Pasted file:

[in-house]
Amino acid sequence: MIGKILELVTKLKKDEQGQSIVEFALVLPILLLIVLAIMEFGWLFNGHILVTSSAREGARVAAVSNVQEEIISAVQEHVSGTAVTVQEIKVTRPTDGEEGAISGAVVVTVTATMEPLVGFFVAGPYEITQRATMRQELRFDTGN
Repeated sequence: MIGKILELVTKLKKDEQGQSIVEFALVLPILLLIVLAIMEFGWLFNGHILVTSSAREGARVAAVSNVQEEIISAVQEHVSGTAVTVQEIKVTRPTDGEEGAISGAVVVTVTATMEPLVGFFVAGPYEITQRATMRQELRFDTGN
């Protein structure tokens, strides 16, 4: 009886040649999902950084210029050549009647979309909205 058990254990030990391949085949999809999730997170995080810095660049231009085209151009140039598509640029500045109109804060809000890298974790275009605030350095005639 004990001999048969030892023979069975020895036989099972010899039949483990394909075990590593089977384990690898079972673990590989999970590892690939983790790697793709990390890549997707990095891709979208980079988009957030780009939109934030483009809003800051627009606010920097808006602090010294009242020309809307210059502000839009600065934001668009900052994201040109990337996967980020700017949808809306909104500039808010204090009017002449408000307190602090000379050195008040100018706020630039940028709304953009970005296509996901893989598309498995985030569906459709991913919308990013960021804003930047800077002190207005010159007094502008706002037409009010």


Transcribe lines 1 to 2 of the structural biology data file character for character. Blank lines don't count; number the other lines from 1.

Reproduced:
[in-house]
Amino acid sequence: MIGKILELVTKLKKDEQGQSIVEFALVLPILLLIVLAIMEFGWLFNGHILVTSSAREGARVAAVSNVQEEIISAVQEHVSGTAVTVQEIKVTRPTDGEEGAISGAVVVTVTATMEPLVGFFVAGPYEITQRATMRQELRFDTGN